Manzanar NHS At 25 Years Old: More Relevant Now Than Ever Before

The following is an expanded version of a story that will appear in the printed program for the 48th Annual Manzanar Pilgrimage, April 29, 2017.


The east side of the Visitor Center at Manzanar National Historic Site.
(click above to view larger image)
Photo: Gann Matsuda/Manzanar Committee

LOS ANGELES — A little over 25 years ago, after decades of hard work, Japanese American community activists, along with allies in California’s Owens Valley, celebrated a victory when the site of the Manzanar concentration camp, located along U.S. Highway 395 between the towns of Lone Pine and Independence, was designated as a National Historic Site on March 3, 1992, by an act of Congress.

It took twelve more years for the Manzanar National Historic Site to become a fully operational unit of the National Park Service, with its Visitor Center opening in April 2004. Since then, several physical elements of the World War II concentration camp have been reconstructed, additional exhibits continue to be developed, gardens are being excavated and rehabilitated, archaeological digs are uncovering more and more artifacts, and oral histories are being collected.

“It’s amazing,” said Manzanar Committee Co-Chair Bruce Embrey. “It took 23 years to be designated as a National Historic Site. Then, it took twelve more years to build the Visitor Center and have a grand opening in 2004. It’s an amazing accomplishment.”

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AUDIO: Manzanar, Manzanar Pilgrimage The Focus of 99% Invisible Podcast

The cemetery monument at Manzanar.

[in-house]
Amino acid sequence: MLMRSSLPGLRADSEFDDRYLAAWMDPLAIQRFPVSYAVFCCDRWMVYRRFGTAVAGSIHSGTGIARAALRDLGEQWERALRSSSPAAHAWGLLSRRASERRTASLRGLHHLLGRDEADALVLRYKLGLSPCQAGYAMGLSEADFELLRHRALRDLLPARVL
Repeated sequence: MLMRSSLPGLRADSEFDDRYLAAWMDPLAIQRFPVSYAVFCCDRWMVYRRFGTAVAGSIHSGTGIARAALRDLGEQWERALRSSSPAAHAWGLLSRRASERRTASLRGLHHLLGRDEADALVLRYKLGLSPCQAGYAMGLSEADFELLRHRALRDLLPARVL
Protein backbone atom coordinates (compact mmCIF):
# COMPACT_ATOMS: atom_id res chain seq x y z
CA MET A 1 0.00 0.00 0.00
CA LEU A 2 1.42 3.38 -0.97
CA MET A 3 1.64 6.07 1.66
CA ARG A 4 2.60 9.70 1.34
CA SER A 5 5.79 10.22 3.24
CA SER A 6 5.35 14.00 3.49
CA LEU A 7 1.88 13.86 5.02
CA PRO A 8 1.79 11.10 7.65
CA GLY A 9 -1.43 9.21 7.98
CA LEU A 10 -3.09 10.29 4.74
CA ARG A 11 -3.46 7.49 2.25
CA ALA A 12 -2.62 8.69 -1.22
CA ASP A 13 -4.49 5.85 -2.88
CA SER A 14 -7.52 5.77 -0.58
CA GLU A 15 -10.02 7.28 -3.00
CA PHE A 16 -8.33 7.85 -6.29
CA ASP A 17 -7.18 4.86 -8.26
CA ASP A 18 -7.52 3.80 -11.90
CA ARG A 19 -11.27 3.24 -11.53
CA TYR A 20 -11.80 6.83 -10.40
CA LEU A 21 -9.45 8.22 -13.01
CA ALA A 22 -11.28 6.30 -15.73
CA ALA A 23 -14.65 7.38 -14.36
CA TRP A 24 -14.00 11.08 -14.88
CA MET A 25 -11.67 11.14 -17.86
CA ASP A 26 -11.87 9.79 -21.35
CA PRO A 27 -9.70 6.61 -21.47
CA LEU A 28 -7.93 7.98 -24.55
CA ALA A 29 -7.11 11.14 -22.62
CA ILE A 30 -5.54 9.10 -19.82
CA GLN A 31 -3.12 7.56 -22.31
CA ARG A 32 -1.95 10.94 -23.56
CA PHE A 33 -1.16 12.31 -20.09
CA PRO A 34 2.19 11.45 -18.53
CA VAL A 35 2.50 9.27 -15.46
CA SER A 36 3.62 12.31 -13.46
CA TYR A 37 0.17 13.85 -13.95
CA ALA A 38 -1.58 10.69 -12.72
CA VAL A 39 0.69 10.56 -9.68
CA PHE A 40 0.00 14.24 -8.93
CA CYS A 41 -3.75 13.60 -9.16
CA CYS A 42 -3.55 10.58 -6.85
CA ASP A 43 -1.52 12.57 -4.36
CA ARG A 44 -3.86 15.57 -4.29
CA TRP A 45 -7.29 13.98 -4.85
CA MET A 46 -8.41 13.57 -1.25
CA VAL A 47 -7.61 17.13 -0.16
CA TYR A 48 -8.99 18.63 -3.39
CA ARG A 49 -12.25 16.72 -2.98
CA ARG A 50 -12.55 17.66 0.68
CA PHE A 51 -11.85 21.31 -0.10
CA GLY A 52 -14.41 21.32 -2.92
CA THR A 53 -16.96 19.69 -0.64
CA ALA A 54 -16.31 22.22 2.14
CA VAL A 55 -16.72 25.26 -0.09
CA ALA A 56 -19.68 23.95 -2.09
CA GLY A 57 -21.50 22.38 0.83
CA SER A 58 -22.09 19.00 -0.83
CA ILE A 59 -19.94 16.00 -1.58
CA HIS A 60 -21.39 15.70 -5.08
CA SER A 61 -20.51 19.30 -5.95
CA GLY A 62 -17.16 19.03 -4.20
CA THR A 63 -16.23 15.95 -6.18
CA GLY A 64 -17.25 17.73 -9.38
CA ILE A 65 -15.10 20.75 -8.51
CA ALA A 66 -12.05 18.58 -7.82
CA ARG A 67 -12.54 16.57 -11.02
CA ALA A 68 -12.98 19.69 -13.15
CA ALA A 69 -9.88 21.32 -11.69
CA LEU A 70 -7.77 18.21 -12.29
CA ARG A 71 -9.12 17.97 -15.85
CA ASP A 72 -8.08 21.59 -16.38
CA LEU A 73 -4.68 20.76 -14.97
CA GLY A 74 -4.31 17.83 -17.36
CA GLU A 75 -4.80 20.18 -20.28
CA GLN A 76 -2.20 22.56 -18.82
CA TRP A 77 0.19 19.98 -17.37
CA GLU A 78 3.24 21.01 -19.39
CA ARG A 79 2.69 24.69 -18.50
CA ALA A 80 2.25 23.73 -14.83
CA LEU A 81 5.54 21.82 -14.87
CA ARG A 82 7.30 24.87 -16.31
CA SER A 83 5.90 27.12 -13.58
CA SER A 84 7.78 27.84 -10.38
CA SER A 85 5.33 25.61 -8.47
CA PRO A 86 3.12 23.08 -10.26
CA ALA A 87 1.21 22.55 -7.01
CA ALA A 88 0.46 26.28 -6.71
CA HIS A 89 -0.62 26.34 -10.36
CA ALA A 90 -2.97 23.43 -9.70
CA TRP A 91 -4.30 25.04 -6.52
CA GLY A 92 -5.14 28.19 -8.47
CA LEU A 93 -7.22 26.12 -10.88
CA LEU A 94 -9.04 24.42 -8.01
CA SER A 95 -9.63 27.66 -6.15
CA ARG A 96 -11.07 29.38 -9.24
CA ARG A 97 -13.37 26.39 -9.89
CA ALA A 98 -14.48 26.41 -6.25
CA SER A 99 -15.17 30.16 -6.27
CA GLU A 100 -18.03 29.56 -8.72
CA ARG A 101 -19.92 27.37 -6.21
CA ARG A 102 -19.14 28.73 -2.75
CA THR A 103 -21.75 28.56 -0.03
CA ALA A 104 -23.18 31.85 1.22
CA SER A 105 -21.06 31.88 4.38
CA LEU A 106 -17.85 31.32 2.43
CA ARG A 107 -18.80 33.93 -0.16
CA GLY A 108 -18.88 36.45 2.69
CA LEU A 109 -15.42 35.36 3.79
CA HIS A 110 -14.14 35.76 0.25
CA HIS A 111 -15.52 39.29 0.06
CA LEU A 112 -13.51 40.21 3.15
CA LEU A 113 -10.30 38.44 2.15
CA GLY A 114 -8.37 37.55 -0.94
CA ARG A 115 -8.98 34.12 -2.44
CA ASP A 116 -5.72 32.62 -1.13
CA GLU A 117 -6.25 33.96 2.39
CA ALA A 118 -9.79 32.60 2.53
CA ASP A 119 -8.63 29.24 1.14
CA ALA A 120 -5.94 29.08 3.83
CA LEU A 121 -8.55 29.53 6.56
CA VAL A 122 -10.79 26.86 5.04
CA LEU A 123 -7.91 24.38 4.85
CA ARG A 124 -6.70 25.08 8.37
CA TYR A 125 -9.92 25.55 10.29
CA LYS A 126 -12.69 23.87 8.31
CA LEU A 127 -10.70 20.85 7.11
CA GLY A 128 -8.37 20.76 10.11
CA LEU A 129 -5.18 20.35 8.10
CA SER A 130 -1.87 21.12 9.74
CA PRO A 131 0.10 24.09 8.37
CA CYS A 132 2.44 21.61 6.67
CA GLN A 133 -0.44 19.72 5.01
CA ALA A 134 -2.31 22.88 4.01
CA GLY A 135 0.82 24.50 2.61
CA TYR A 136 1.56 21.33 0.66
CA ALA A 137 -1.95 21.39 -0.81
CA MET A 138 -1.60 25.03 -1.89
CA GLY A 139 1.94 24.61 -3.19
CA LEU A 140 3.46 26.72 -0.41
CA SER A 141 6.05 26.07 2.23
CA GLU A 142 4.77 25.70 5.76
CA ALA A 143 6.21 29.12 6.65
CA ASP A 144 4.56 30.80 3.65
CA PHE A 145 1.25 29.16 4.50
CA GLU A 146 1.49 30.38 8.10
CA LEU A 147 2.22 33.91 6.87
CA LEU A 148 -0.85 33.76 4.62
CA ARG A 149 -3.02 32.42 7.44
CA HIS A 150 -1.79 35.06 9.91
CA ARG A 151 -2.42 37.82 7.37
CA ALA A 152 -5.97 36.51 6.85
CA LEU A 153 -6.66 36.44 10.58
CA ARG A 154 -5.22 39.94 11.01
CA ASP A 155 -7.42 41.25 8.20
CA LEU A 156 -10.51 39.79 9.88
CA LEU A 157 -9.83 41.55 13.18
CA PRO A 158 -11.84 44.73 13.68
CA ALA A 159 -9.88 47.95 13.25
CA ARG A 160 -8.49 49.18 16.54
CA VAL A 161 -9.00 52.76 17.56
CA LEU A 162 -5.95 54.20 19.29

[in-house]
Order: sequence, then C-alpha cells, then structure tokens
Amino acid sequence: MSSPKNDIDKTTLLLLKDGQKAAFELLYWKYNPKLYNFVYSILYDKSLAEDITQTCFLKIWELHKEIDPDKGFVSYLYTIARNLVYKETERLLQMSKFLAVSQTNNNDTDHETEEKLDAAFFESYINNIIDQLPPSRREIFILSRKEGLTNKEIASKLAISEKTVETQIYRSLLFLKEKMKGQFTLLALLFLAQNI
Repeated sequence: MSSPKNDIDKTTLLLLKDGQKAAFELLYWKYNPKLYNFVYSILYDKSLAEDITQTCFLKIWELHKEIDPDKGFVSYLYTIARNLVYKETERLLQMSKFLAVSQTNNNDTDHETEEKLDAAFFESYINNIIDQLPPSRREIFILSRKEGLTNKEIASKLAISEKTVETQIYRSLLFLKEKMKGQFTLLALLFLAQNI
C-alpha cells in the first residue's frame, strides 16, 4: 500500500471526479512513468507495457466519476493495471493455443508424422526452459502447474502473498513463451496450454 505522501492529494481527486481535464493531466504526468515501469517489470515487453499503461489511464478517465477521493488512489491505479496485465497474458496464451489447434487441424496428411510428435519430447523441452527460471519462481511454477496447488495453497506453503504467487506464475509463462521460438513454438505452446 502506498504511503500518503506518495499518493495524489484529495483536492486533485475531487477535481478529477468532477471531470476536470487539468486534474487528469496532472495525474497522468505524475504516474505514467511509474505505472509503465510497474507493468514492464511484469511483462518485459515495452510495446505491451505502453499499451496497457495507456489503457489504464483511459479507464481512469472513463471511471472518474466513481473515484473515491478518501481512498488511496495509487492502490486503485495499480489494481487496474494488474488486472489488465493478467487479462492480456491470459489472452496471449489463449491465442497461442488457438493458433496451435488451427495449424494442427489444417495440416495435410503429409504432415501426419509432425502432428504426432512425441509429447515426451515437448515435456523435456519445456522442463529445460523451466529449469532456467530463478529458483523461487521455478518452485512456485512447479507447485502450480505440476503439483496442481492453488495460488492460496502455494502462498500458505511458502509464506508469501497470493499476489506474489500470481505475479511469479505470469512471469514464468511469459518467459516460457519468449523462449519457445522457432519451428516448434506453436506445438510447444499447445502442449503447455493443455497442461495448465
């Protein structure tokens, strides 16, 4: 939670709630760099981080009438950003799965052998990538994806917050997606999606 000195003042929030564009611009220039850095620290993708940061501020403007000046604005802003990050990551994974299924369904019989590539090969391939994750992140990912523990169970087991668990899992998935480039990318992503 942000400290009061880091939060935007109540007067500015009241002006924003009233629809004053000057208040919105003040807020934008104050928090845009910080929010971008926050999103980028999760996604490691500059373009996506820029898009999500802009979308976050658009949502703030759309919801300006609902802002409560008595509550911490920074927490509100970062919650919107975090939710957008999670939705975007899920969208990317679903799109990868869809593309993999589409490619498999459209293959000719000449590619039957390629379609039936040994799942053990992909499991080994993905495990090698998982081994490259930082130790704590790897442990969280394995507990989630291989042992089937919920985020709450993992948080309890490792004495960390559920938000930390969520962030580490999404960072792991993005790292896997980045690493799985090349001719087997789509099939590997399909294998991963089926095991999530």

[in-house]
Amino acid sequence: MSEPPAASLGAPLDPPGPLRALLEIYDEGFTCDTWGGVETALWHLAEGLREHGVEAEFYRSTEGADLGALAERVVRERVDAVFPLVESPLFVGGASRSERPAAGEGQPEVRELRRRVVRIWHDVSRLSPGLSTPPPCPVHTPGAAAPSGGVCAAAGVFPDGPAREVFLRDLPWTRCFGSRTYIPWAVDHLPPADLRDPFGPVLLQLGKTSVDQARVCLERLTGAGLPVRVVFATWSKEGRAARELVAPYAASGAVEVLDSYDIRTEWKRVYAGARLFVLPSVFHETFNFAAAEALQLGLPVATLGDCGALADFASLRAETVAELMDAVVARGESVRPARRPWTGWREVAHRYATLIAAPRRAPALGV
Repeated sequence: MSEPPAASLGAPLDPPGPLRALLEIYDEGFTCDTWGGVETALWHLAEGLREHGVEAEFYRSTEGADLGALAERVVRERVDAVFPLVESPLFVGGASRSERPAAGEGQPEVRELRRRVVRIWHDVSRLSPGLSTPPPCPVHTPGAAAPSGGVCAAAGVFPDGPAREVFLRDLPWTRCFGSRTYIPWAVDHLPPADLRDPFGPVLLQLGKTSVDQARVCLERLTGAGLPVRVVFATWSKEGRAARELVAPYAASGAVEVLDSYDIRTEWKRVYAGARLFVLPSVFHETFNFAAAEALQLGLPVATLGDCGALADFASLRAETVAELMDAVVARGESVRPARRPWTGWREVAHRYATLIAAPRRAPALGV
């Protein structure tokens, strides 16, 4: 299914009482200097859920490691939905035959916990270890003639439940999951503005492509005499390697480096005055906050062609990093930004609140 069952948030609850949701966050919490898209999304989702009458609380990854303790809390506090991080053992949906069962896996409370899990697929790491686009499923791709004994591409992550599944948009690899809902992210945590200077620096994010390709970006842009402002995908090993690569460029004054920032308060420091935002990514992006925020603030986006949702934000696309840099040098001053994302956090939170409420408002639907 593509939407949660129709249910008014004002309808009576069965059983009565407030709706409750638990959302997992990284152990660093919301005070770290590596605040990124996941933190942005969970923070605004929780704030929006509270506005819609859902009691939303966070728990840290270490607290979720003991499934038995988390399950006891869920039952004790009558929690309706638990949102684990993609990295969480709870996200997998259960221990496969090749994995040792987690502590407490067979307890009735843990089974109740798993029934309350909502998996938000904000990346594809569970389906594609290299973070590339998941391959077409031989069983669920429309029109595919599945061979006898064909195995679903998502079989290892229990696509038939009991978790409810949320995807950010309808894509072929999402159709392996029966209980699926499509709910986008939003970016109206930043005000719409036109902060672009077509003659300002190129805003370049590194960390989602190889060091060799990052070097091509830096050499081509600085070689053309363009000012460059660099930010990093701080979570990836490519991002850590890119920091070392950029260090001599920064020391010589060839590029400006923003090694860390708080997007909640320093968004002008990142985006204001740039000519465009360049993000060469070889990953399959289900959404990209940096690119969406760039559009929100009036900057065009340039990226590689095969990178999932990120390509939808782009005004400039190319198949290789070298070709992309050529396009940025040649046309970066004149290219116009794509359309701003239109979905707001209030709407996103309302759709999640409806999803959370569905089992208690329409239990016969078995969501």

Photo: Gann Matsuda/Manzanar Committee

On March 28, 2017, the Manzanar Pilgrimage and its origins, along with the Manzanar National Historic Site, was the focus of 99% Invisible, a podcast that. “…is about all the thought that goes into the things we don’t think about—the unnoticed architecture and design [and history] that shape our world. With 150 million downloads, 99% Invisible is one of the most popular podcasts on iTunes.”

You can find out more about 99% Invisible here.

Their podcast on Manzanar features interviews with Manzanar Pilgrimage and Manzanar Committee co-founder Warren Furutani, Alisa Lynch of the Manzanar National Historic Site and Manzanar Committee Co-Chair Bruce Embrey. You’ll also hear excerpts from Manzanar Pilgrimage and Manzanar Committee co-founder Sue Kunitomi Embrey’s oral history with Densho.org.

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More Than A Blog Post is Needed From Los Angeles Times Regarding Publication of Unbalanced, Inaccurate Letters About Japanese American Incarceration

Photo: Mary Urashima
(click above to view larger image)

LOS ANGELES — In their Sunday, December 11, 2016 edition, the Los Angeles Times published two reader letters in their Travel section that criticized Caroline A. Miranda’s November 28, 2016 story, “Our National Parks Can Also Be Reminders Of America’s History Of Race And Civil Rights.”

The letters essentially claimed that the incarceration of Japanese Americans and their immigrant parents in American concentration camps during World War II was justified and that those incarcerated posed a threat to national security. One letter even equated Japanese Americans with Japanese nationals, asserting that there was no difference between American citizens of Japanese ancestry and the Japanese military.

Decades of scholarly research, not to mention a federal commission, have determined that none of that was even close to the truth, yet the L.A. Times chose to publish the two letters, supposedly in the spirit of providing “balance.”

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Manzanar Committee Statement On 2016 Presidential Election and its Aftermath

LOS ANGELES — The 2016 Presidential election has unleashed thoughts, feelings and acts that are antithetical to our democracy. Blatant racism and xenophobia are on the rise, including a dramatic increase in anti-Asian racism, and hundreds of hateful incidents, along with unconstitutional calls to ban or deport immigrants and Muslims—all of this grips our country. At the same time, an emboldened alt-right, neo-Nazis and the Ku Klux Klan, among many other hate-based organizations, threaten our society and our democratic traditions.

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